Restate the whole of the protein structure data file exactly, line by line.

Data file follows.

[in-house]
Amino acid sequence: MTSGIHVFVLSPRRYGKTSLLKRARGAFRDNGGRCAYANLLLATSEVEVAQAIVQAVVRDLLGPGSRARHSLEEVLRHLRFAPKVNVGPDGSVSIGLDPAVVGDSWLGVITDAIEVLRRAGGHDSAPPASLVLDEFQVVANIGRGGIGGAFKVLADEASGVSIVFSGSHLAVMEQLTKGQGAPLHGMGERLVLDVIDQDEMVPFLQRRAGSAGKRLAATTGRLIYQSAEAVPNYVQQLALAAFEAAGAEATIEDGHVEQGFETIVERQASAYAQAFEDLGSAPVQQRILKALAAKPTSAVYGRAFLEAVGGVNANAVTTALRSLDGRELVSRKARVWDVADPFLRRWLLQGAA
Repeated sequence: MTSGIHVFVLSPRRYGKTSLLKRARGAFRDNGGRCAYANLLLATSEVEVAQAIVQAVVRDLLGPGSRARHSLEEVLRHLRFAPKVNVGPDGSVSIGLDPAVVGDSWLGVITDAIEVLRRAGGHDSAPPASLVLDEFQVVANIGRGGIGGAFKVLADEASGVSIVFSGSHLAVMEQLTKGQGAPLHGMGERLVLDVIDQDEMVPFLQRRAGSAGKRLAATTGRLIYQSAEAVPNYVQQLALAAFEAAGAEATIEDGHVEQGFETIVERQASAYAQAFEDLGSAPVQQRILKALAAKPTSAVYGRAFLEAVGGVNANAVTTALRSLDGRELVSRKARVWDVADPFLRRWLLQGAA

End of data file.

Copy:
[in-house]
Amino acid sequence: MTSGIHVFVLSPRRYGKTSLLKRARGAFRDNGGRCAYANLLLATSEVEVAQAIVQAVVRDLLGPGSRARHSLEEVLRHLRFAPKVNVGPDGSVSIGLDPAVVGDSWLGVITDAIEVLRRAGGHDSAPPASLVLDEFQVVANIGRGGIGGAFKVLADEASGVSIVFSGSHLAVMEQLTKGQGAPLHGMGERLVLDVIDQDEMVPFLQRRAGSAGKRLAATTGRLIYQSAEAVPNYVQQLALAAFEAAGAEATIEDGHVEQGFETIVERQASAYAQAFEDLGSAPVQQRILKALAAKPTSAVYGRAFLEAVGGVNANAVTTALRSLDGRELVSRKARVWDVADPFLRRWLLQGAA
Repeated sequence: MTSGIHVFVLSPRRYGKTSLLKRARGAFRDNGGRCAYANLLLATSEVEVAQAIVQAVVRDLLGPGSRARHSLEEVLRHLRFAPKVNVGPDGSVSIGLDPAVVGDSWLGVITDAIEVLRRAGGHDSAPPASLVLDEFQVVANIGRGGIGGAFKVLADEASGVSIVFSGSHLAVMEQLTKGQGAPLHGMGERLVLDVIDQDEMVPFLQRRAGSAGKRLAATTGRLIYQSAEAVPNYVQQLALAAFEAAGAEATIEDGHVEQGFETIVERQASAYAQAFEDLGSAPVQQRILKALAAKPTSAVYGRAFLEAVGGVNANAVTTALRSLDGRELVSRKARVWDVADPFLRRWLLQGAA